BIRKENHEAD, England (Reuters) - Prince William and his wife Kate formally named a new British polar research ship “Sir David Attenborough” on Thursday, a more dignified title than the public’s choice of “Boaty McBoatface”.
The humorous moniker was the most popular suggestion in an online poll that went viral in 2016, but the government opted to honor the naturalist and broadcaster Attenborough, who has become a campaigner on climate issues in his 10th decade.
As a consolation prize, the name Boaty McBoatface was instead given to a small, yellow autonomous underwater vehicle, capable of traveling long distances under the sea ice to collect data, which forms part of the ship’s research equipment.
The ceremony to formally name the Sir David Attenborough took place at a shipyard in Birkenhead, northwest England, where the giant ice-breaker was built.
Kate, Duchess of Cambridge, pressed a yellow button to activate a lever that smashed a bottle of champagne on the ship’s hull, in accordance with maritime tradition.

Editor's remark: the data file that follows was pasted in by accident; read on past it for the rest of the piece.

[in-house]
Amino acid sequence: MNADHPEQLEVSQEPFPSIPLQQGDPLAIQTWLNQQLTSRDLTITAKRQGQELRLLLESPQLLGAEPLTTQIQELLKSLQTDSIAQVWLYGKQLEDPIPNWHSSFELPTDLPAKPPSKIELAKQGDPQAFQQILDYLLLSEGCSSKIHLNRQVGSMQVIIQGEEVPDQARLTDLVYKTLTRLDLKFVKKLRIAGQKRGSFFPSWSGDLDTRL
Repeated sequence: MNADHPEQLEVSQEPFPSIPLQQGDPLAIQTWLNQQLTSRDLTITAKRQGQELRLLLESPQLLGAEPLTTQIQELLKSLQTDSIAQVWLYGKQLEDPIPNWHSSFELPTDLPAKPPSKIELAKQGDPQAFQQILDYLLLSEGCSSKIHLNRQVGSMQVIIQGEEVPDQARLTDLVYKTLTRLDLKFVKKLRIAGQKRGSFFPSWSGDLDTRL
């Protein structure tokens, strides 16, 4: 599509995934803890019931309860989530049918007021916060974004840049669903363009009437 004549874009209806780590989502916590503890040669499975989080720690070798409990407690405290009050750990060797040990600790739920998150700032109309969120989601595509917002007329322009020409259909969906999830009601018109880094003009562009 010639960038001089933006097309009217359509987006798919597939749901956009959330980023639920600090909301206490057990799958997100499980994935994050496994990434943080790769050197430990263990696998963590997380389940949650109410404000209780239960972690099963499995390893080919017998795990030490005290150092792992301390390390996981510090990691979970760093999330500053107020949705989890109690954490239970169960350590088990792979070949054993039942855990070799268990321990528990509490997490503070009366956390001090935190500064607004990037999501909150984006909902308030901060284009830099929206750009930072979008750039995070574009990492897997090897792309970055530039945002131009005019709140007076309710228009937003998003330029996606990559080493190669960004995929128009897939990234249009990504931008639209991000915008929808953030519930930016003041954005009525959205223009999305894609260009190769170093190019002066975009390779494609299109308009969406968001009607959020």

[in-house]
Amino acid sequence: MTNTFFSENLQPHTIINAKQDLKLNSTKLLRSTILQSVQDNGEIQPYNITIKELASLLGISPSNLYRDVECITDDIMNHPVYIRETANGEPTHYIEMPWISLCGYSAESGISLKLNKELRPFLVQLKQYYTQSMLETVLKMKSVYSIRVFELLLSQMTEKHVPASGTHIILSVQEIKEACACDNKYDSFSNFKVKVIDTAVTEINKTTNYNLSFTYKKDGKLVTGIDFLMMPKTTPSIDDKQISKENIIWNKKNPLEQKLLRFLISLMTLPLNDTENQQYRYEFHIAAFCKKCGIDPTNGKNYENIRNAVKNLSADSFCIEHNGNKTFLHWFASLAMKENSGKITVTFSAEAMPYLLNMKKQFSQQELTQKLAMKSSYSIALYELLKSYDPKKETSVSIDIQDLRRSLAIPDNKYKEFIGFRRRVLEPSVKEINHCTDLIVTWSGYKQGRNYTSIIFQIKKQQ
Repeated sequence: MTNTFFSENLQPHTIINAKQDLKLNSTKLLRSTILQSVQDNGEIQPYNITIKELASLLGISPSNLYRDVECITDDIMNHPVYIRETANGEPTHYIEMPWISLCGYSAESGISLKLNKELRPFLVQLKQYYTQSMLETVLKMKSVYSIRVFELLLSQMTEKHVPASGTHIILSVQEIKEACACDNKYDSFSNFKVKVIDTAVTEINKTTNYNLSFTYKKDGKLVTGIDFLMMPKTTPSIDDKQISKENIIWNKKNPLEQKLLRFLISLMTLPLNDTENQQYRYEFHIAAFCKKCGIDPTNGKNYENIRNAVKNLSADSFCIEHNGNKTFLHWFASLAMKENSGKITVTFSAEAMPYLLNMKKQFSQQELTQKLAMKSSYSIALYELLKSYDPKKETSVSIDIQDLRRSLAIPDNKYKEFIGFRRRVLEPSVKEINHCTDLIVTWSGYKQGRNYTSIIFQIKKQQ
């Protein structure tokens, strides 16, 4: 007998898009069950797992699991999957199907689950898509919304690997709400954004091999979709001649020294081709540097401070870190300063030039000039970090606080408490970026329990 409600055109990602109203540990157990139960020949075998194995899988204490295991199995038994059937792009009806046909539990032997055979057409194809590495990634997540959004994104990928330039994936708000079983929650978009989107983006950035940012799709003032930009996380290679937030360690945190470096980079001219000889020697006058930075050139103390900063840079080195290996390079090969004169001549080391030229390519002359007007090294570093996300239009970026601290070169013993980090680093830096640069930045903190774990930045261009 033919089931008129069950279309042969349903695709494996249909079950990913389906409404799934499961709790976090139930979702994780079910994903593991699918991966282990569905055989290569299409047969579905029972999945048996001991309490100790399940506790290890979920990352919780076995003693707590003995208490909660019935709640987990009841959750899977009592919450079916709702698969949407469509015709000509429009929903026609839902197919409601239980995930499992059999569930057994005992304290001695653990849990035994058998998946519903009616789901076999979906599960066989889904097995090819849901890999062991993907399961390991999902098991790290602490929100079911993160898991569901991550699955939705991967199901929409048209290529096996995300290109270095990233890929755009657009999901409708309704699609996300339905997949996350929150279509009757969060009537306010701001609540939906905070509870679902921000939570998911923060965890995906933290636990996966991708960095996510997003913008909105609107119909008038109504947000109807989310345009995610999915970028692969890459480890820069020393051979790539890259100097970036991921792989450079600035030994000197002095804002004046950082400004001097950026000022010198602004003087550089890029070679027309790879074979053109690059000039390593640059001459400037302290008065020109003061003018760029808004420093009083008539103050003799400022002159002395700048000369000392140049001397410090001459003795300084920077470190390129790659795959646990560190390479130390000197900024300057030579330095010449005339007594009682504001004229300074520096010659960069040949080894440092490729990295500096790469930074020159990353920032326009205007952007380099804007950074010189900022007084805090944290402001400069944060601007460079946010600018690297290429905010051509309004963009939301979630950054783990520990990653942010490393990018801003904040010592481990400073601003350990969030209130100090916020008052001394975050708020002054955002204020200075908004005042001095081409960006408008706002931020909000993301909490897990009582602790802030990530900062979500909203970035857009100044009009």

Her husband Prince William, grandson of Queen Elizabeth, said in a speech that the state-of-the-art vessel would help expand global knowledge of the polar oceans and the impact of climate change on them.
“As last week’s climate protests the world over, and yesterday’s report on our oceans and frozen regions demonstrated, there has never been a more important moment for this ship to get to work,” he said.
Ushering Attenborough to speak just after him, William made clear his preference for the official name.
“It is my immense privilege and relief to welcome Sir David Attenborough, rather than Boaty McBoatface, to speak,” he said.
The 93-year-old naturalist said it was the greatest possible honor to have the ship named after him.
“Great problems require great research and facts to solve them, and that’s what this astonishing ship will be here to do,” he said.
Operated by the publicly funded British Antarctic Survey, the Sir David Attenborough is 129 meters long and can break ice up to one meter thick at three knots (5.6 km per hour). It requires a crew of about 30, and can carry up to 60 scientists and support staff.
It will conduct ice trials in the northern hemisphere from March 2020, and is scheduled to enter full service from October next year.
Reporting by Phil Noble in Birkenhead and Estelle Shirbon in London; editing by Stephen Addison